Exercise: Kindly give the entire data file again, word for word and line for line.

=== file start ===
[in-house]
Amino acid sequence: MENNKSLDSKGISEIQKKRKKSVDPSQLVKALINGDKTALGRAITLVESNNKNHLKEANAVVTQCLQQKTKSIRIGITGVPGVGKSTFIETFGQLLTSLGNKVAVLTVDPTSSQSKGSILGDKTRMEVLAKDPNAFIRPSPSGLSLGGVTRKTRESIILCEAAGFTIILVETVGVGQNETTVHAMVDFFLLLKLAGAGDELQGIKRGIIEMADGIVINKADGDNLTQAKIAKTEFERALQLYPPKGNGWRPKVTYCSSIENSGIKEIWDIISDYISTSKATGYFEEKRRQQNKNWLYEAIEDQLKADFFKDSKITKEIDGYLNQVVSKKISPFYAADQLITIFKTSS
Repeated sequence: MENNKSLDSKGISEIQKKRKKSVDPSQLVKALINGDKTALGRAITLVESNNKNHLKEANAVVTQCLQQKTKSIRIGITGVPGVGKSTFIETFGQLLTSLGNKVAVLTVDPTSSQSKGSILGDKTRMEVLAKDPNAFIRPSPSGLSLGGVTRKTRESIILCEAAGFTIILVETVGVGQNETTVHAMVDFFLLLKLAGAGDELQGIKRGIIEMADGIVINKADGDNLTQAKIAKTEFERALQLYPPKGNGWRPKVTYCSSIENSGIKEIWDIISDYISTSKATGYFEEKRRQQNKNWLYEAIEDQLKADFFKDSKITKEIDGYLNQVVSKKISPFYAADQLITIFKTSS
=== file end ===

[in-house]
Amino acid sequence: MENNKSLDSKGISEIQKKRKKSVDPSQLVKALINGDKTALGRAITLVESNNKNHLKEANAVVTQCLQQKTKSIRIGITGVPGVGKSTFIETFGQLLTSLGNKVAVLTVDPTSSQSKGSILGDKTRMEVLAKDPNAFIRPSPSGLSLGGVTRKTRESIILCEAAGFTIILVETVGVGQNETTVHAMVDFFLLLKLAGAGDELQGIKRGIIEMADGIVINKADGDNLTQAKIAKTEFERALQLYPPKGNGWRPKVTYCSSIENSGIKEIWDIISDYISTSKATGYFEEKRRQQNKNWLYEAIEDQLKADFFKDSKITKEIDGYLNQVVSKKISPFYAADQLITIFKTSS
Repeated sequence: MENNKSLDSKGISEIQKKRKKSVDPSQLVKALINGDKTALGRAITLVESNNKNHLKEANAVVTQCLQQKTKSIRIGITGVPGVGKSTFIETFGQLLTSLGNKVAVLTVDPTSSQSKGSILGDKTRMEVLAKDPNAFIRPSPSGLSLGGVTRKTRESIILCEAAGFTIILVETVGVGQNETTVHAMVDFFLLLKLAGAGDELQGIKRGIIEMADGIVINKADGDNLTQAKIAKTEFERALQLYPPKGNGWRPKVTYCSSIENSGIKEIWDIISDYISTSKATGYFEEKRRQQNKNWLYEAIEDQLKADFFKDSKITKEIDGYLNQVVSKKISPFYAADQLITIFKTSS